‘Skyscraper’ Film Review: Dwayne Johnson Checks All the Boxes in a Satisfying Summer Thriller

It’s The Rock vs. the building in an action epic where familiarity doesn’t drown out the fun

Last Updated: July 10, 2018 @ 12:11 AM

“Skyscraper” doesn’t expand the scope or the rules of the summer action blockbuster, but it does follow the recipe in a supremely satisfying way.

So yes, you’ll recognize the DNA of other movies here — not just obvious antecedents like “Die Hard” and “The Towering Inferno,” but also “Mission Impossible: Ghost Protocol” and even “The Lady from Shanghai” — but that familiarity won’t interfere with the vertiginous thrills, the breathtaking stunts (and CG), and the near-constant state of adrenaline-fueled action.

Writer-director Rawson Marshall Thurber (“Central Intelligence”) sets up the pins to knock them down later: there’s nothing we learn in the first 10 minutes of the film that won’t come up again in the last 10 minutes. Still, he sets up an impressive array of obstacles, as well as characters who are solid enough to overcome them.

In an opening flashback 10 years earlier, FBI agent Will Sawyer (Dwayne Johnson) loses a leg when a hostage situation goes from bad to worse. Sarah (Neve Campbell), the surgeon who stitches him up, becomes his wife, and as the film opens, they’re in Hong Kong, where Will is up for a job as chief of security for The Pearl, a mega-high-rise that’s three times as tall as the Empire State Building.

It turns out, of course, that Will is being set up as patsy by a group of no-goodniks led by international mobster Kores Botha (Roland Møller, “The Commuter”) who wants a MacGuffin that’s locked up in a safe nestled in the penthouse owned by the Pearl’s billionaire builder Zhao Long Ji (Chin Han, “Marco Polo”). Ultimately, the plot is there merely as connective tissue between the stunts that involve getting Will back into a burning skyscraper (via a crane 100 stories above the ground) and his eventual rescue of Sarah and their twin children (McKenna Roberts and Noah Cottrell).

Sarah, it’s worth nothing, is nobody’s victim; a Navy surgeon who served three tours in Afghanistan, she’s just as capable as Will when it comes to facing whatever catastrophes come her way. (There’s one less element of surprise for the Sawyers in the casting of the bad guys; some of them are supposed to be reveals along the way, but the actors in question do everything but twirl their mustaches.) Will’s prosthetic leg, in the meantime, winds up being more of a secret weapon than an impediment, as the script cleverly finds ways for it, and for duct tape, to come to the rescue.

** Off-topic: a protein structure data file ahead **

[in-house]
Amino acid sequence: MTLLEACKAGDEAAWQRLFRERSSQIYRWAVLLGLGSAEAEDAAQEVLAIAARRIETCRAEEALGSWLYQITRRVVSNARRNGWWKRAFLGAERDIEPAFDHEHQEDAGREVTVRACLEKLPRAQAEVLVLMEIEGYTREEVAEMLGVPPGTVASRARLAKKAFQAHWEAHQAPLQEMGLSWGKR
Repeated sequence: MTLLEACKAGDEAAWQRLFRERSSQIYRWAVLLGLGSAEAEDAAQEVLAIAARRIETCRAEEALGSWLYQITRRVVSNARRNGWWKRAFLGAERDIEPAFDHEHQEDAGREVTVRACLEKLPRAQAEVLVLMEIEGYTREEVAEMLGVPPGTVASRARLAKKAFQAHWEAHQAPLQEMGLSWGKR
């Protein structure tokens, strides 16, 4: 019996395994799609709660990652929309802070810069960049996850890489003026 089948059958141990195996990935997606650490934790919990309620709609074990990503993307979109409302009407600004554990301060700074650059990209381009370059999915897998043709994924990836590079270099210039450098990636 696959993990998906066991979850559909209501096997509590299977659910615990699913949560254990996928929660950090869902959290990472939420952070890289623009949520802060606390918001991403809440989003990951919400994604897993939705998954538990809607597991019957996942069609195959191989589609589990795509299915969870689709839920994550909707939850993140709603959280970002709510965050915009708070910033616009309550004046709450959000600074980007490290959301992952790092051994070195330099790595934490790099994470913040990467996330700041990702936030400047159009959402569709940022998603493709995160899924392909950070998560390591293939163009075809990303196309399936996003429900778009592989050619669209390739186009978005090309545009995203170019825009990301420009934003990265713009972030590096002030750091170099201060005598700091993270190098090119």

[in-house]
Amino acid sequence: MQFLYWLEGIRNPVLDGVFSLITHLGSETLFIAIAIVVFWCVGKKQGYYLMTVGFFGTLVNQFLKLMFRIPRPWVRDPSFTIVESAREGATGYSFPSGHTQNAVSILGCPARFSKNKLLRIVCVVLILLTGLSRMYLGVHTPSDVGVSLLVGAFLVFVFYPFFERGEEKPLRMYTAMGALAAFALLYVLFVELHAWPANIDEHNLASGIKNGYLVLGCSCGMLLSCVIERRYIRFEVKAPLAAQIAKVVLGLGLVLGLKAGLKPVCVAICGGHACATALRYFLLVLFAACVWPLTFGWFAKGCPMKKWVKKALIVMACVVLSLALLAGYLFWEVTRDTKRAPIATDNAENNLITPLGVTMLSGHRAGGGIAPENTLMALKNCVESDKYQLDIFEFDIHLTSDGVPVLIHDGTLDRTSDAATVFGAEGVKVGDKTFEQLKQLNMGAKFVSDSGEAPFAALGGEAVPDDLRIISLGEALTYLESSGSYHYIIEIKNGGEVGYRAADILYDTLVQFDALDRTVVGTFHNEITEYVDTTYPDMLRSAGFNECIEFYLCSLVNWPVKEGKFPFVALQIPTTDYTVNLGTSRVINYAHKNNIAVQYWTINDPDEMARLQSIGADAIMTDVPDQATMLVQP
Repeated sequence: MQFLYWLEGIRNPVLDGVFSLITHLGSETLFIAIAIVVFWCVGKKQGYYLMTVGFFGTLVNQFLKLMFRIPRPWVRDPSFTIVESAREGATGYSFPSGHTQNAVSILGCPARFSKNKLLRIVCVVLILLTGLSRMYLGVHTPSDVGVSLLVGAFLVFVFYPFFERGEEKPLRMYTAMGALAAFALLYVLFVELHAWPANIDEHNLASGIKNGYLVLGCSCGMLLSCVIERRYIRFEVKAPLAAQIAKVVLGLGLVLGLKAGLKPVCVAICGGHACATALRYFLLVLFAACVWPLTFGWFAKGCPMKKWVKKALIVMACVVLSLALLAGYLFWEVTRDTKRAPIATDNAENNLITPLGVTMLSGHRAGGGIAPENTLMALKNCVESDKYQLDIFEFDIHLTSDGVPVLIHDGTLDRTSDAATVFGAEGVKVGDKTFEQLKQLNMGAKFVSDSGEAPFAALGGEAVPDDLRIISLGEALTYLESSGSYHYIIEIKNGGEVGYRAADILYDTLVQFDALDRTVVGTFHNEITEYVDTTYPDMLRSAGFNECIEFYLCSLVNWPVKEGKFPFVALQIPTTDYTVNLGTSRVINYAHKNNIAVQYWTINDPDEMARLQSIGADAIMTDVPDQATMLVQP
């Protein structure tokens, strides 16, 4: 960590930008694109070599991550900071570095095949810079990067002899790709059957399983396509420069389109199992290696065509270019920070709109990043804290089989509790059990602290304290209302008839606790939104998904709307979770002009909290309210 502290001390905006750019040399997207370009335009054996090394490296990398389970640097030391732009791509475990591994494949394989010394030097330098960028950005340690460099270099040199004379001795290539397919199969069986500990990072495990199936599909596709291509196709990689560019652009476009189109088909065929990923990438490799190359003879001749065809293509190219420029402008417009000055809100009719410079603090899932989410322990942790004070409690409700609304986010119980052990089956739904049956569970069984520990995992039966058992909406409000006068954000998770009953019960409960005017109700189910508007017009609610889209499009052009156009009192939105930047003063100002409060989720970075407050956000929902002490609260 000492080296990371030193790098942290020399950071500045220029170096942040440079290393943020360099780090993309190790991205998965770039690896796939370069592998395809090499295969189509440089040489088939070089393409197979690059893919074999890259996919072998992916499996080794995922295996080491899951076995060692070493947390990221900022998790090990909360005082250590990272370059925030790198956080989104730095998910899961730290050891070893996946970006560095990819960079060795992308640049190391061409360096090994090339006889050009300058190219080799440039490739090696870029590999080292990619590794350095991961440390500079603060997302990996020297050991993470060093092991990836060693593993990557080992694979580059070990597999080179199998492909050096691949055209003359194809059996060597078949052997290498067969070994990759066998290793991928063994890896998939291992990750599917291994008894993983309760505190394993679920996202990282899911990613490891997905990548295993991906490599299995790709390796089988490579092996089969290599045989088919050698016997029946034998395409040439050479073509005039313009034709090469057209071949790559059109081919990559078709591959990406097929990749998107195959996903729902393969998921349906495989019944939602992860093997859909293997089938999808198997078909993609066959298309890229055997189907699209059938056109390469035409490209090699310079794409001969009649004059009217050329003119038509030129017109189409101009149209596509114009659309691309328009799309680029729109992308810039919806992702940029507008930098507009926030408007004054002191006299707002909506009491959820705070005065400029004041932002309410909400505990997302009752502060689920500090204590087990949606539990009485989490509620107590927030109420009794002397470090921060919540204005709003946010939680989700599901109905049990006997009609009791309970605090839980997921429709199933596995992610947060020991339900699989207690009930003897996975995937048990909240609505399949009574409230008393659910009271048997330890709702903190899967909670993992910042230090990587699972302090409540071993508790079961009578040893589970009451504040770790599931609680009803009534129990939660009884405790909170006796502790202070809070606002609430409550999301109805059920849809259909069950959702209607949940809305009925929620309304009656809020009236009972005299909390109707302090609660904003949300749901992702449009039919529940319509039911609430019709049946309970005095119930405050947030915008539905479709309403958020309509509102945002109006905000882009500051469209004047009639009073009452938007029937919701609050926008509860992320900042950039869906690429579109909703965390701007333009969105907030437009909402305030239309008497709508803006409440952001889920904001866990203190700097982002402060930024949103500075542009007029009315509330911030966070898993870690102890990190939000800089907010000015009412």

(It’s worth noting that “Skyscraper” is hitting theaters the same weekend as “Don’t Worry, He Won’t Get Far on Foot,” which features Joaquin Phoenix as quadriplegic cartoonist John Callahan. The casting of these actors as characters with disabilities will and should stoke the conversation about whether or not such roles should be played by able-bodied performers.)

Cinematographer Robert Elswit (“Inherent Vice”) makes great use of the anamorphic screen, whether he’s capturing the vast, vertical wonders of the Pearl or creating those heart-in-throat shots of Will dangling outside its windows. The raging fire against the backdrop of the night sky (and the bright lights of downtown Kowloon) give the story a dazzling and occasionally terrifying backdrop.

“Skyscraper” doesn’t change the action-movie game the way “Die Hard” did, but it’s a solidly entertaining summer diversion best enjoyed on the biggest theater — or even better, drive-in — screen you can find. And if you’re afraid of heights, make sure there’s an armrest — or even better, an arm — that you can grab.